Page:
The board made the decision to oust Weinstein at a meeting held Sunday afternoon.
In a move that would’ve been shocking a week ago, Harvey Weinstein has been terminated as co-chairman of The Weinstein Co. after bombshell on-the-record sexual harassment allegations came to light in a New York Times report on Oct. 5.
“In light of new information about misconduct by Harvey Weinstein that has emerged in the past few days, the directors of The Weinstein Company — Robert Weinstein, Lance Maerov, Richard Koenigsberg and Tarak Ben Ammar — have determined, and have informed Harvey Weinstein, that his employment with The Weinstein Company is terminated, effective immediately,” read a statement from the Weinstein Co. board.
The board made the decision to oust Weinstein at a meeting held Sunday afternoon. The move comes despite Weinstein insisting in an emergency meeting in New York on Thursday that he maintain a path to return to the company after agreeing to an indefinite leave of absence. TWC is now being run by his brother and TWC co-chairman Bob Weinstein alongside president/COO David Glasser. Sources say Harvey Weinstein has been staying at the Peninsula Hotel in Beverly Hills since Friday night.
The stunning turn of events followed an Oct. 5 New York Times article by investigative reporters Jodi Kantor and Megan Twohey detailing sexual harassment claims spanning decades on the part of the mogul, including from actress Ashley Judd. The paper also reported, citing two unnamed sources, that “Weinstein has reached at least eight settlements with women.”
Harvey Weinstein’s initial explanation to the Times included a rambling statement saying that “I came of age in the 60’s and 70’s, when all the rules about behavior and workplaces were different. That was the culture then.” Additionally, he said he would be taking a leave of absence from his company in order to direct his attention to campaigning against the National Rifle Association and President Trump.
Following the story, TWC board first held a contentious meeting Thursday night, during which Weinstein pled his case. On Friday, the board reconvened. Later that evening, after the board announced the leave of absence, TV news reporter Lauren Sivan told the HuffPost about an incident a decade ago in which Weinstein masturbated in front of her in a hallway at the Cafe Socialista restaurant in New York, ejaculating into a potted plant. On Sunday, writer and artist Liza Campbell recounted, in the Sunday Times, that Weinstein once asked her to “jump in the bath” with him after summoning her to his hotel room in the Savoy for what she believed was a business meeting. More claims of misconduct could emerge. Journalist Ronan Farrow is said to be working on a Weinstein piece for The New Yorker.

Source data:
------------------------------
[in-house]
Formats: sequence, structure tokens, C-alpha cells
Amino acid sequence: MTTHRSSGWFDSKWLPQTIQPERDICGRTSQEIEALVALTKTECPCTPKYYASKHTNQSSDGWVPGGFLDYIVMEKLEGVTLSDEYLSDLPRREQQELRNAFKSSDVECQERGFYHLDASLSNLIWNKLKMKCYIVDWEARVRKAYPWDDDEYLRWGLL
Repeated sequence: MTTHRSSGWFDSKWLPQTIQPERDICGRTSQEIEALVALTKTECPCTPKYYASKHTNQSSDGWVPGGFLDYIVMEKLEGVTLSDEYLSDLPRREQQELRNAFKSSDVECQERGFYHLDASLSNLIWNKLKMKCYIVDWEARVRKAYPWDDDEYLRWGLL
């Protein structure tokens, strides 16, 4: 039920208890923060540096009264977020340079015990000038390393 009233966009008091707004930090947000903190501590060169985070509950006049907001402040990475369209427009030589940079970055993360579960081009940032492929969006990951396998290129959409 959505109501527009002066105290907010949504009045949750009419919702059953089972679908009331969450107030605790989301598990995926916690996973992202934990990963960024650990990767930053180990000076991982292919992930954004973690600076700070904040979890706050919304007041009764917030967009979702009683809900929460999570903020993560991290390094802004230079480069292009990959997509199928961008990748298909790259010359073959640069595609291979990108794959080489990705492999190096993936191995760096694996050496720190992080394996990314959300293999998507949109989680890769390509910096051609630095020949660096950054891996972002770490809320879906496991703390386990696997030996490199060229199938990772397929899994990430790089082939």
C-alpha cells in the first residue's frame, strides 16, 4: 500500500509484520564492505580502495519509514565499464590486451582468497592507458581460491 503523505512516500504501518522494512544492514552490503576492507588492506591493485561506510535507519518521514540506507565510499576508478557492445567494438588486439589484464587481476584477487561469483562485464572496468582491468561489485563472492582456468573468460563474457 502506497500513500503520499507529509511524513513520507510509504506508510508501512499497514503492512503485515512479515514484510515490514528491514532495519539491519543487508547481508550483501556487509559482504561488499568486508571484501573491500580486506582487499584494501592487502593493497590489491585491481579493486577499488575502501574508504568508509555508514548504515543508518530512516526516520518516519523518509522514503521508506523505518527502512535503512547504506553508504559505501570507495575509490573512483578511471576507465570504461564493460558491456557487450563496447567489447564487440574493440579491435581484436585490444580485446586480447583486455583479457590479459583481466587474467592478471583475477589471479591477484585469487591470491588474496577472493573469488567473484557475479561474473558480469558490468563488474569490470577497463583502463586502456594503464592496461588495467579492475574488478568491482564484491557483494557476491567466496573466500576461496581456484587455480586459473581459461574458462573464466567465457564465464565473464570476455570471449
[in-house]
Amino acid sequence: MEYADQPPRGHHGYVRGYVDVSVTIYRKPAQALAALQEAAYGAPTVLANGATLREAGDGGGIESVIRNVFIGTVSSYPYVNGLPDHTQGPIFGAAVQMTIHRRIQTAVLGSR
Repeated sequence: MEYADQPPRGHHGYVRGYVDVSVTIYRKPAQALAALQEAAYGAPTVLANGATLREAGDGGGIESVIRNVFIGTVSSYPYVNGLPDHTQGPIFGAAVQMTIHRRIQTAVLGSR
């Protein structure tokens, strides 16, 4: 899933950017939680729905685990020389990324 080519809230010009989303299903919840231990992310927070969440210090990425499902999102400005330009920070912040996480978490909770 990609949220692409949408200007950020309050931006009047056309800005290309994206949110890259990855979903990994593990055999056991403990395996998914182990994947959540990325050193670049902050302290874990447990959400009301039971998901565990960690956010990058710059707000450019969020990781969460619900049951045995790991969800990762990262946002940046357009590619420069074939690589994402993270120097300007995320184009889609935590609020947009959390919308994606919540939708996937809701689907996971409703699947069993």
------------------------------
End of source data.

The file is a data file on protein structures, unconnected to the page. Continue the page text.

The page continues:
Since The Times report, three members of the nine-member, all-male board of The Weinstein Co. have now resigned. They include Dirk Ziff, Tim Sarnoff and Milwaukee Bucks co-owner Marc Lasry, who joined the board when former Cablevision CEO (and close friend of Harvey Weinstein) James Dolan vacated his seat in June 2016. Sunday’s statement was jointly made by the four remaining members of the board.
Harvey Weinstein’s attorney, Lisa Bloom — the daughter of Gloria Allred who has made a name for herself for working with victims of sexual assault and harassment — aggressively defended the mogul to the Times, as well as during TV appearances after the exposé was published. But on Saturday, after backlash to her role with Weinstein, she resigned, writing in Twitter post: “I have resigned as an advisor to Harvey Weinstein. My understanding is that Mr. Weinstein and his board are moving toward an agreement.”
On Sunday, many in Hollywood immediately applauded the move by the Weinstein Co. board. Guardians of the Galaxy director James Gunn wrote on Twitter: “If even 1/10th of the stories about Harvey Weinstein are true (and I believe they are), then good fucking riddance. That shit’s gotta stop.” Added Gretchen Carlson, whose sexual harassment lawsuit against Roger Ailes forced him to resign as chairman and CEO of Fox News: “Women’s voices heard. Again and Finally. #BeFierceAlways Its working.”
For nearly four decades, Harvey Weinstein was the don of indie film, and a force of nature. The Weinstein brothers launched TWC in 2005 after leaving Miramax in an acrimonious split with Disney. Miramax, launched in 1979, was unparalleled in its success during the 1980s and 1990s, turning out such hits as Clerks, Pulp Fiction, Good Will Hunting and Shakespeare in Love and scoring numerous Oscar nominations and best-picture wins for films such as The English Patient and Chicago.
The last two years, however, have seen Harvey Weinstein’s golden touch wane. The company he runs with his brother had endured a tough run at the box office. TWC’s upcoming slate includes The Current War (Nov. 24), an industrial-age drama starring Benedict Cumberbatch as Thomas Edison and Michael Shannon as George Westinghouse; Paddington 2 (Jan. 2); The Upside (March 9); and Mary Magdalene (March 30).
A response to a message to Weinstein’s attorney, Charles Harder, for comment from the mogul steered media requests to Sallie Hofmeister of strategic communications firms Sitrick and Company, who told The Hollywood Reporter: “I can’t reach him at the moment. He’s unavailable. Apologies.”